Strangely all these operate out of Stoke Central and could all make the claim that it is because there is a dispute between their constituency party and the City Party as the main reason for their rejection.

But is this really the case?

Over the weekend I had a very interesting conversation with a very senior party figure who sees it a very different way indeed.

It appears that the Labour Party have a “Ëœtwo year’ plan to re-invent the party in the eyes of the electorate. This Labour Party source confirmed that they are unlikely to field 20 councillors in the upcoming 2010 elections. The party feel that it is more important to have the right candidates representing the party than merely fielding candidates just for the sake of it.

There is a selection criteria and standard that all Labour Candidates have to achieve before they can be appointed to the candidates list. It may be the case that the candidates that have been rejected may well have not reached the standards, or fill the criteria required.

The party, it would seem are willing to accept some damage if the end game can be realised. Whoever is pulling the strings in the Labour Party in Stoke-on-Trent is willing to take a couple of steps backwards if it means that eventually the party can march forward ““ together.

The candidates from Stoke Central have faced, and been rejected by, the electorate in their chosen wards in the recent past. These candidates were chosen and were presented by, a jury of their Stoke Central peers. It can not be argued that the BNP has prospered in the Centre of our great city.

Could this move by the Party be a positive step to really taking on the the politics of the far right?

The BNP now claim that they are the party of the people and it is they who have usurped the Labour party in their traditional winning grounds.

Whilst Gary Elsby improved his vote last time out, he has failed to remove the candidates and the party he despises the most on successive occasions. Gary has been approved to be on the parliamentary candidates list but has been rejected to stand as a councillor for Stoke-on-Trent this time round.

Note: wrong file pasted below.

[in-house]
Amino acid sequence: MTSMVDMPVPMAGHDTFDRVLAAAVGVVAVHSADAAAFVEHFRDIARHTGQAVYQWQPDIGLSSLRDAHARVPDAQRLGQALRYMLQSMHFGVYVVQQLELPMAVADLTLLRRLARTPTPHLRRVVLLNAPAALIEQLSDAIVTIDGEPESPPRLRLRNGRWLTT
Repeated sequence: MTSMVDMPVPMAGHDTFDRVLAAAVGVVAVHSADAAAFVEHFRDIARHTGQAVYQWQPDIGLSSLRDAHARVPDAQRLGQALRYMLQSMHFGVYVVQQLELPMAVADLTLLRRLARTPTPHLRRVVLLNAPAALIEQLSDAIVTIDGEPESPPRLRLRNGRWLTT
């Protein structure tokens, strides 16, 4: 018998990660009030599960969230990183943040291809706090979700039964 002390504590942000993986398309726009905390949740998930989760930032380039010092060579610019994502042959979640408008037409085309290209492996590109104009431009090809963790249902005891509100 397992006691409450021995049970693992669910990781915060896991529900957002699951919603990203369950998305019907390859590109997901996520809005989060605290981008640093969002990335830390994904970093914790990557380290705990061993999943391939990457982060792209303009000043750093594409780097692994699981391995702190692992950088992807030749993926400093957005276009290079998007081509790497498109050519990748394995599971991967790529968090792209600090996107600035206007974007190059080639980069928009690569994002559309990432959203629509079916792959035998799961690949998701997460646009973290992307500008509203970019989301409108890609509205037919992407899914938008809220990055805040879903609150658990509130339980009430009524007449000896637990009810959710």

Barry Stockley and Terry Crowe are seen as damaged goods and have the stigma of the Cultural Quarter and Worldgate added to their long list of achievements. Let it not be forgotten that these two Labour stalwarts did great thing for the city back in the day, but the memories of the electorate is very short. The Cultural Quarter is the finest “Ëœjewel in the crown’ of this city and yet what is remembered the most is the massive overspend and the protracted legal battle.

In the case of Mick Williams it may well be the case that his work for D4S has gotten under the skin of some of the major players from within the Labour Party.

This story has become the issue to watch within the Labour Party. MPs and even Peter Kenyon of the NEC are standing by waiting for the outcome.

As I understand it, most of the candidates are appealing the decision to prevent them standing as councillors in the forthcoming elections.

The end result may well be that some of the Stoke Central party faithful may well be faced to walk the plank, or may even throw themselves overboard over this issue.

This in-party dispute is set to continue and whether there is something in the claims of those rejected is for other people to decide. The Labour party hierarchy seem to have set sail for a destination known only to themselves at the moment. But if that journey delivers more candidates of the caliber of Tom Reynolds, Mark Davis who are young, dynamic and have a vision for this city, then I for one would be more inclined to join the cause and to cast my vote in their direction.

Time will tell, do you support the efforts of the party’s movers and shakers in their stance against candidates that they may well see as “Ëœnot fit for purpose’?